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Indonesia leveraging nickel to attract Tesla’s investment in battery and EV plant
Tesla is said have agreed to set up a batter and EV plant in Indonesia

Indonesia’s Investment Minister Bahlil Lahadalia announced that Tesla agreed to set up a battery and EV plant in Indonesia. The agreement comes after Elon Musk’s meeting with President Joko “Jokowi” Widodo last weekend. Indonesia banned raw nickel exports in January 2020. With this, the country aims to attract investments in local manufacturing.

Tesla agrees to build battery and EV factory in Indonesia

Image credits- Electrek

Bahlil said, “The team is negotiating, but rest assured the President has a special move to woo Elon Musk. I personally have faith [in it]. God willing, Elon Musk’s [investment] will come to our country.” So far it is known that Tesla is eyeing an industrial complex in Central Java Province. The new factory could potentially be set up in the location. However, the deal has not been signed yet, and Tesla is hoping to have a solid investment plan by the end of 2022.

As stated by Bahlil, “God willing, Tesla will enter Indonesia this year.  But I can’t announce the month yet. Let’s wait because we haven’t signed an agreement yet. How much investment is still being kept secret, still waiting. But this is good stuff, big stuff.” In the past few weeks, Elon Musk is known to have met with various Indonesian officials. His most recent visit was meeting President Jokowi at SpaceX in Texas. They talked about technology and innovation as the President visited SpaceX.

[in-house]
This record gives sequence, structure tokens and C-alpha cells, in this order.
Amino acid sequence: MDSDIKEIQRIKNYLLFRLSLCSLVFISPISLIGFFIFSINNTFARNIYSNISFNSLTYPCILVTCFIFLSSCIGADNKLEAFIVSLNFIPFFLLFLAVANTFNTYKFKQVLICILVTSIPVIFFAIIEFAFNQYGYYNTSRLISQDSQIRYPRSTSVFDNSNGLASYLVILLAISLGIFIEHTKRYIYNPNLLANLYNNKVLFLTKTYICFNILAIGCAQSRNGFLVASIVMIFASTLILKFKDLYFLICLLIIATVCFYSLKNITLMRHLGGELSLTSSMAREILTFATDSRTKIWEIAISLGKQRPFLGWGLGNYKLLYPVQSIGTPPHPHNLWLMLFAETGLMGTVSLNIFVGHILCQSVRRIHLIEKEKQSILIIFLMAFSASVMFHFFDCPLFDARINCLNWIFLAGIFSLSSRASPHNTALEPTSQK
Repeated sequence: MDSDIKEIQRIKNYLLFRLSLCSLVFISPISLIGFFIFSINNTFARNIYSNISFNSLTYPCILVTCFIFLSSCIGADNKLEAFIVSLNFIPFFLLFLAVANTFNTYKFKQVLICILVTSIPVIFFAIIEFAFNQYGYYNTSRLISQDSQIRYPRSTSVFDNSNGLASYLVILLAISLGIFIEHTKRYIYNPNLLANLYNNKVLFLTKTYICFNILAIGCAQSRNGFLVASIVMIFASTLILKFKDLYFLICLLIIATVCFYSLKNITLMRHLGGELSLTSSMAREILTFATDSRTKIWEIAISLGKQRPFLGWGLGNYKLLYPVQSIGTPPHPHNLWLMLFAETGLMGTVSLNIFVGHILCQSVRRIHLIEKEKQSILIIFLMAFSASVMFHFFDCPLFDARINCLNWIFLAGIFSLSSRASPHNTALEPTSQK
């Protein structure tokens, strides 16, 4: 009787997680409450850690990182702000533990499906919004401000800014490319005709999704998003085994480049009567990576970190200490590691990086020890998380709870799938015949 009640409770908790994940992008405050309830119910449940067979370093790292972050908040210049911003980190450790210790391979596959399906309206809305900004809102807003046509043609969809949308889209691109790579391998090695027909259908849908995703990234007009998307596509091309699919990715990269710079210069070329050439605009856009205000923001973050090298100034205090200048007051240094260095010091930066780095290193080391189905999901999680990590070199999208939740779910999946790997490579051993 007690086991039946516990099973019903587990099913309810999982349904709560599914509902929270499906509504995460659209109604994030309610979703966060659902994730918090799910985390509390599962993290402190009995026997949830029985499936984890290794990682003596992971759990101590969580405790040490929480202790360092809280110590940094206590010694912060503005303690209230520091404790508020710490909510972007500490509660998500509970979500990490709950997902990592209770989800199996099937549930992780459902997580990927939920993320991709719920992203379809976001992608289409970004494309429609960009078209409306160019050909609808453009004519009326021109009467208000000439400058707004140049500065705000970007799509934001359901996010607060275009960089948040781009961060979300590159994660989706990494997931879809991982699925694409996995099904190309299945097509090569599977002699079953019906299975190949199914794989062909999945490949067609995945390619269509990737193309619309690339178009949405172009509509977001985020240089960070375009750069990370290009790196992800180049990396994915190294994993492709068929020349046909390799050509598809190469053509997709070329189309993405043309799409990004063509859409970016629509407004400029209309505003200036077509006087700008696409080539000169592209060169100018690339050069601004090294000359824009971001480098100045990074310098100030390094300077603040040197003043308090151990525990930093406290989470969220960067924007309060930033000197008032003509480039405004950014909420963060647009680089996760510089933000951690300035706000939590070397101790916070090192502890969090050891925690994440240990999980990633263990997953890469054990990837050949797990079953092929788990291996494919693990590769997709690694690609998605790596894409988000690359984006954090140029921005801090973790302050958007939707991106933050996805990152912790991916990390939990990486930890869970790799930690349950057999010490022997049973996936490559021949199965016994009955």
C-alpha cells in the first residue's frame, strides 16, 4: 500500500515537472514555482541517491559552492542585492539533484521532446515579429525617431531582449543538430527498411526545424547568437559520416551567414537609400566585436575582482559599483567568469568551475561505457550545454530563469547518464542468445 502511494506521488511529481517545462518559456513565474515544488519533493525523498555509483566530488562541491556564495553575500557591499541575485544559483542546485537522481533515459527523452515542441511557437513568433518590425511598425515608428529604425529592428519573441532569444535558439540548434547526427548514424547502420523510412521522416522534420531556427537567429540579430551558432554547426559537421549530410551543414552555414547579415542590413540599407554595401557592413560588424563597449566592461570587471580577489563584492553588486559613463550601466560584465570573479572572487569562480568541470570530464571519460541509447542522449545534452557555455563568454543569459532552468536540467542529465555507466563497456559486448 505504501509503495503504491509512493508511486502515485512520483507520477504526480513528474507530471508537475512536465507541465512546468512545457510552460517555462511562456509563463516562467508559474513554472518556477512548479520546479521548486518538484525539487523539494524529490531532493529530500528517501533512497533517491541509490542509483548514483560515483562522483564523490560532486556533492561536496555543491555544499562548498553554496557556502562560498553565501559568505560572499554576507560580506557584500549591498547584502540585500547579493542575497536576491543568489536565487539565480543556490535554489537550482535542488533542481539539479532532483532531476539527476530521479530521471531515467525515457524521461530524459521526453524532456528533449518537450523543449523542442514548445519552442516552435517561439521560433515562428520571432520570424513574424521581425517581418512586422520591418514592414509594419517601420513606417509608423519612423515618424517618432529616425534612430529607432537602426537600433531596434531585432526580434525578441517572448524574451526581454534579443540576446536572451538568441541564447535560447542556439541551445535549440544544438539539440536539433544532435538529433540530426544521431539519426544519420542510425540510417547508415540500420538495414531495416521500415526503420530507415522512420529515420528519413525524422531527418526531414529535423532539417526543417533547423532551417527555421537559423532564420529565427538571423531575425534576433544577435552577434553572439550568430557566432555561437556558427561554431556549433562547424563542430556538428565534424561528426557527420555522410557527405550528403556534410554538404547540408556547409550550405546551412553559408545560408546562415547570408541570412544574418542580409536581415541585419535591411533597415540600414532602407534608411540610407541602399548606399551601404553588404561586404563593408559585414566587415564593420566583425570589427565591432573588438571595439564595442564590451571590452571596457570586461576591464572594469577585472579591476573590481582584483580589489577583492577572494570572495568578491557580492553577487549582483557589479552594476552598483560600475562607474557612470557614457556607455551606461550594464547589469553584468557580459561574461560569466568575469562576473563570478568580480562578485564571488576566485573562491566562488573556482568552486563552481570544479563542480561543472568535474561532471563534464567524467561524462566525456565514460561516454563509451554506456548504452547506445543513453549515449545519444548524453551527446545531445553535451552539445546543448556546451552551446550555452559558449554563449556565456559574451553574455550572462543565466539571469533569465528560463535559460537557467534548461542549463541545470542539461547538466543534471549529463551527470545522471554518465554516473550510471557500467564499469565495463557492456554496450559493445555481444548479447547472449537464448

Leveraging nickel

The Center for Strategic & International Studies (CSIS) published a commentary in December 2021 that touched on Indonesia’s nickel reserves. According to the CSIS, Indonesia holds the world’s largest nickel reserves. The country produces 1 million metric tons per annum, accounting for 37% of the world’s nickel production.

Indonesia leverages its nickel reserves to attract investment in the battery supply chain. The Indonesian government banned the export of raw nickel in January 2020. Earlier this year, the government claimed that the raw nickel export ban has positively impacted Indonesia as it resulted in increased mining investments and exports of nickel-derived products. Stated, “Indonesia’s nickel strategy must be seen against the backdrop of the mineral’s key role in the energy transition.” Later added, “Indonesia is aware of the economic opportunities this development provides, and increasingly focuses on attracting investments in production capacity along the EV supply chain.”

The country’s first EV battery cell plant is also being set up by South Korea’s LG Energy Solution and Hyundai Motor Group. Indonesia appears to have taken its next step to focus on batteries being made domestically. Half of global nickel production growth is expected to be in Indonesia between 2021-2025.

 

 

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